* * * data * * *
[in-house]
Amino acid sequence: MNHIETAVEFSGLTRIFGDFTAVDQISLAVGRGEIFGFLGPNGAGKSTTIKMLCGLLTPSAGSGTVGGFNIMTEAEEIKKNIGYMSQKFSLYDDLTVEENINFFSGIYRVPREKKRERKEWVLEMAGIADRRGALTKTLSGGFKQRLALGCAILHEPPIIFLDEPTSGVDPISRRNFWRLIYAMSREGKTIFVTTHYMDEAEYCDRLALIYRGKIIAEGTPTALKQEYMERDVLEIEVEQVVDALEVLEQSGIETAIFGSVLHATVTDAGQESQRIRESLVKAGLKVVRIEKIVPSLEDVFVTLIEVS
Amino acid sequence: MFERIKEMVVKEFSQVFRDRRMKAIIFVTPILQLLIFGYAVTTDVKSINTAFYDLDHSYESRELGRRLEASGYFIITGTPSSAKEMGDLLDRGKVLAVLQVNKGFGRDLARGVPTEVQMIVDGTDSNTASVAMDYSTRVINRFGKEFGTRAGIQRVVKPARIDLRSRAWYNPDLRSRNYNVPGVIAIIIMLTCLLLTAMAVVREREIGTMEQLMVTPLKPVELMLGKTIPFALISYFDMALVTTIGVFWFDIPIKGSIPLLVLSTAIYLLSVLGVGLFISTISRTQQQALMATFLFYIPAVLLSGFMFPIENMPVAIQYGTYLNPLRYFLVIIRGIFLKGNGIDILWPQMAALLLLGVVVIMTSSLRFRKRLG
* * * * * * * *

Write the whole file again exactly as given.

[in-house]
Amino acid sequence: MNHIETAVEFSGLTRIFGDFTAVDQISLAVGRGEIFGFLGPNGAGKSTTIKMLCGLLTPSAGSGTVGGFNIMTEAEEIKKNIGYMSQKFSLYDDLTVEENINFFSGIYRVPREKKRERKEWVLEMAGIADRRGALTKTLSGGFKQRLALGCAILHEPPIIFLDEPTSGVDPISRRNFWRLIYAMSREGKTIFVTTHYMDEAEYCDRLALIYRGKIIAEGTPTALKQEYMERDVLEIEVEQVVDALEVLEQSGIETAIFGSVLHATVTDAGQESQRIRESLVKAGLKVVRIEKIVPSLEDVFVTLIEVS
Amino acid sequence: MFERIKEMVVKEFSQVFRDRRMKAIIFVTPILQLLIFGYAVTTDVKSINTAFYDLDHSYESRELGRRLEASGYFIITGTPSSAKEMGDLLDRGKVLAVLQVNKGFGRDLARGVPTEVQMIVDGTDSNTASVAMDYSTRVINRFGKEFGTRAGIQRVVKPARIDLRSRAWYNPDLRSRNYNVPGVIAIIIMLTCLLLTAMAVVREREIGTMEQLMVTPLKPVELMLGKTIPFALISYFDMALVTTIGVFWFDIPIKGSIPLLVLSTAIYLLSVLGVGLFISTISRTQQQALMATFLFYIPAVLLSGFMFPIENMPVAIQYGTYLNPLRYFLVIIRGIFLKGNGIDILWPQMAALLLLGVVVIMTSSLRFRKRLG